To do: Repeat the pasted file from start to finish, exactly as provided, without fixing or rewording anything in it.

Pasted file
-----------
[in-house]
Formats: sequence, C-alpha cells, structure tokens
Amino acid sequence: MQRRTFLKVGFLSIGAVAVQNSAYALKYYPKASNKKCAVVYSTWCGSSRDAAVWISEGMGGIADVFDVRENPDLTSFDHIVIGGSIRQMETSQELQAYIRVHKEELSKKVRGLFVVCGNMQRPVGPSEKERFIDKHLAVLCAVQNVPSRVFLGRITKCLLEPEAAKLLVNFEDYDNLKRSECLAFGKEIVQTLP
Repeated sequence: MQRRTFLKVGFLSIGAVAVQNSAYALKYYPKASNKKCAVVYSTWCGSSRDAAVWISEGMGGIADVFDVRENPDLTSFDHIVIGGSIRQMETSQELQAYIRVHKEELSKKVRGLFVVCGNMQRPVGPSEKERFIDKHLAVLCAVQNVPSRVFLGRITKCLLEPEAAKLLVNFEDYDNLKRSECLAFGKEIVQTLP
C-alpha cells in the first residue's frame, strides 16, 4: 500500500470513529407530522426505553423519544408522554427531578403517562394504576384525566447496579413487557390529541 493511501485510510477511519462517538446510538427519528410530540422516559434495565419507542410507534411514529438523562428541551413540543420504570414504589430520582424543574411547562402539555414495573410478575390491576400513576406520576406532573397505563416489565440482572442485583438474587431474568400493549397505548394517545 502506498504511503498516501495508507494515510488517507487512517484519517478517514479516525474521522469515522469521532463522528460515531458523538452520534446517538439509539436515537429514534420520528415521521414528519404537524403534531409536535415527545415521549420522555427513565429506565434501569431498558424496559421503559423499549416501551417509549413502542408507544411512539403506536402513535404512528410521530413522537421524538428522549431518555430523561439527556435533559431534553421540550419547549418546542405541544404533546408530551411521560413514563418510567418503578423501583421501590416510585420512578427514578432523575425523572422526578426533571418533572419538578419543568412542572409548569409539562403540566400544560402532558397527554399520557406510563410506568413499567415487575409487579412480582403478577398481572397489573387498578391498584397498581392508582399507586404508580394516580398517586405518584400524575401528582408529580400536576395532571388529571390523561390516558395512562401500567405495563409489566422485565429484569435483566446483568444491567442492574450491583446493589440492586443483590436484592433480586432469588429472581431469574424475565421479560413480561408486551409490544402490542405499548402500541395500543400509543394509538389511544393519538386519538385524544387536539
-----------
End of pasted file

[in-house]
Formats: sequence, C-alpha cells, structure tokens
Amino acid sequence: MQRRTFLKVGFLSIGAVAVQNSAYALKYYPKASNKKCAVVYSTWCGSSRDAAVWISEGMGGIADVFDVRENPDLTSFDHIVIGGSIRQMETSQELQAYIRVHKEELSKKVRGLFVVCGNMQRPVGPSEKERFIDKHLAVLCAVQNVPSRVFLGRITKCLLEPEAAKLLVNFEDYDNLKRSECLAFGKEIVQTLP
Repeated sequence: MQRRTFLKVGFLSIGAVAVQNSAYALKYYPKASNKKCAVVYSTWCGSSRDAAVWISEGMGGIADVFDVRENPDLTSFDHIVIGGSIRQMETSQELQAYIRVHKEELSKKVRGLFVVCGNMQRPVGPSEKERFIDKHLAVLCAVQNVPSRVFLGRITKCLLEPEAAKLLVNFEDYDNLKRSECLAFGKEIVQTLP
C-alpha cells in the first residue's frame, strides 16, 4: 500500500470513529407530522426505553423519544408522554427531578403517562394504576384525566447496579413487557390529541 493511501485510510477511519462517538446510538427519528410530540422516559434495565419507542410507534411514529438523562428541551413540543420504570414504589430520582424543574411547562402539555414495573410478575390491576400513576406520576406532573397505563416489565440482572442485583438474587431474568400493549397505548394517545 502506498504511503498516501495508507494515510488517507487512517484519517478517514479516525474521522469515522469521532463522528460515531458523538452520534446517538439509539436515537429514534420520528415521521414528519404537524403534531409536535415527545415521549420522555427513565429506565434501569431498558424496559421503559423499549416501551417509549413502542408507544411512539403506536402513535404512528410521530413522537421524538428522549431518555430523561439527556435533559431534553421540550419547549418546542405541544404533546408530551411521560413514563418510567418503578423501583421501590416510585420512578427514578432523575425523572422526578426533571418533572419538578419543568412542572409548569409539562403540566400544560402532558397527554399520557406510563410506568413499567415487575409487579412480582403478577398481572397489573387498578391498584397498581392508582399507586404508580394516580398517586405518584400524575401528582408529580400536576395532571388529571390523561390516558395512562401500567405495563409489566422485565429484569435483566446483568444491567442492574450491583446493589440492586443483590436484592433480586432469588429472581431469574424475565421479560413480561408486551409490544402490542405499548402500541395500543400509543394509538389511544393519538386519538385524544387536539